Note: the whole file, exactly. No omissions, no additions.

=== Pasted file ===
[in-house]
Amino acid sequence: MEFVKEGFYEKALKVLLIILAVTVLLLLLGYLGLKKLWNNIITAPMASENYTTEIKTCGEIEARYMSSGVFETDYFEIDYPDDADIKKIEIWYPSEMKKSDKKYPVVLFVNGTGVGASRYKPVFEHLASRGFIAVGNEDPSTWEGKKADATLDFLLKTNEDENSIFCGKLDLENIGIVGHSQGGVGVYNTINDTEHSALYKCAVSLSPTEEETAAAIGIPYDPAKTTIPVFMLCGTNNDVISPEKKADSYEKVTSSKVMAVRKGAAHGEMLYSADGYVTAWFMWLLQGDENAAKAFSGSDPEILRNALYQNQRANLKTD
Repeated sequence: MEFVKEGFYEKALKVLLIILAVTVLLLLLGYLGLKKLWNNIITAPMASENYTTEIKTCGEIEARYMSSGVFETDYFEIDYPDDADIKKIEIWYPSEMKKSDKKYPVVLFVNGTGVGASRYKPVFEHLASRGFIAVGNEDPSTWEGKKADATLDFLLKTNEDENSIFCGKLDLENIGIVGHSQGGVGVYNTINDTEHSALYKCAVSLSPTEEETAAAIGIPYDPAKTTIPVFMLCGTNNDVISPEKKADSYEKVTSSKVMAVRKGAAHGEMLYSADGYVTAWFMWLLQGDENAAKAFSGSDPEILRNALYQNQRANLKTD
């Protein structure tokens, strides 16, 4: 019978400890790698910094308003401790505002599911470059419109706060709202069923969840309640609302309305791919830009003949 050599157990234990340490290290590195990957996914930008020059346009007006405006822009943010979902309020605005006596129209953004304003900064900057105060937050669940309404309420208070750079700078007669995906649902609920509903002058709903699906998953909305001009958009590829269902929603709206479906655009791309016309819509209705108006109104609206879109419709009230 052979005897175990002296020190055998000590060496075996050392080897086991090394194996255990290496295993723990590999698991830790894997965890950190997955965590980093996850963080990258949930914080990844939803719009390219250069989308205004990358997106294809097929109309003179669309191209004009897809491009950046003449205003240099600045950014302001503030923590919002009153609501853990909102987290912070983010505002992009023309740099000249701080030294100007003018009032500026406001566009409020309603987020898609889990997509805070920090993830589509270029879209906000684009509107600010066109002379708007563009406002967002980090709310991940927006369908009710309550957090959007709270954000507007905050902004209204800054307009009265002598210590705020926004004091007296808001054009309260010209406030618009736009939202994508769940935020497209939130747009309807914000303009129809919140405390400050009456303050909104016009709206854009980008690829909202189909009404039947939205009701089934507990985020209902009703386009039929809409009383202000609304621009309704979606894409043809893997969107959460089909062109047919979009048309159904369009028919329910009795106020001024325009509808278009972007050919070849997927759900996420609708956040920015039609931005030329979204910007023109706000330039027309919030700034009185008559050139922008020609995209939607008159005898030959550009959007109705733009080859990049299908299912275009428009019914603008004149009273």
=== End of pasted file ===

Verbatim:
[in-house]
Amino acid sequence: MEFVKEGFYEKALKVLLIILAVTVLLLLLGYLGLKKLWNNIITAPMASENYTTEIKTCGEIEARYMSSGVFETDYFEIDYPDDADIKKIEIWYPSEMKKSDKKYPVVLFVNGTGVGASRYKPVFEHLASRGFIAVGNEDPSTWEGKKADATLDFLLKTNEDENSIFCGKLDLENIGIVGHSQGGVGVYNTINDTEHSALYKCAVSLSPTEEETAAAIGIPYDPAKTTIPVFMLCGTNNDVISPEKKADSYEKVTSSKVMAVRKGAAHGEMLYSADGYVTAWFMWLLQGDENAAKAFSGSDPEILRNALYQNQRANLKTD
Repeated sequence: MEFVKEGFYEKALKVLLIILAVTVLLLLLGYLGLKKLWNNIITAPMASENYTTEIKTCGEIEARYMSSGVFETDYFEIDYPDDADIKKIEIWYPSEMKKSDKKYPVVLFVNGTGVGASRYKPVFEHLASRGFIAVGNEDPSTWEGKKADATLDFLLKTNEDENSIFCGKLDLENIGIVGHSQGGVGVYNTINDTEHSALYKCAVSLSPTEEETAAAIGIPYDPAKTTIPVFMLCGTNNDVISPEKKADSYEKVTSSKVMAVRKGAAHGEMLYSADGYVTAWFMWLLQGDENAAKAFSGSDPEILRNALYQNQRANLKTD
């Protein structure tokens, strides 16, 4: 019978400890790698910094308003401790505002599911470059419109706060709202069923969840309640609302309305791919830009003949 050599157990234990340490290290590195990957996914930008020059346009007006405006822009943010979902309020605005006596129209953004304003900064900057105060937050669940309404309420208070750079700078007669995906649902609920509903002058709903699906998953909305001009958009590829269902929603709206479906655009791309016309819509209705108006109104609206879109419709009230 052979005897175990002296020190055998000590060496075996050392080897086991090394194996255990290496295993723990590999698991830790894997965890950190997955965590980093996850963080990258949930914080990844939803719009390219250069989308205004990358997106294809097929109309003179669309191209004009897809491009950046003449205003240099600045950014302001503030923590919002009153609501853990909102987290912070983010505002992009023309740099000249701080030294100007003018009032500026406001566009409020309603987020898609889990997509805070920090993830589509270029879209906000684009509107600010066109002379708007563009406002967002980090709310991940927006369908009710309550957090959007709270954000507007905050902004209204800054307009009265002598210590705020926004004091007296808001054009309260010209406030618009736009939202994508769940935020497209939130747009309807914000303009129809919140405390400050009456303050909104016009709206854009980008690829909202189909009404039947939205009701089934507990985020209902009703386009039929809409009383202000609304621009309704979606894409043809893997969107959460089909062109047919979009048309159904369009028919329910009795106020001024325009509808278009972007050919070849997927759900996420609708956040920015039609931005030329979204910007023109706000330039027309919030700034009185008559050139922008020609995209939607008159005898030959550009959007109705733009080859990049299908299912275009428009019914603008004149009273």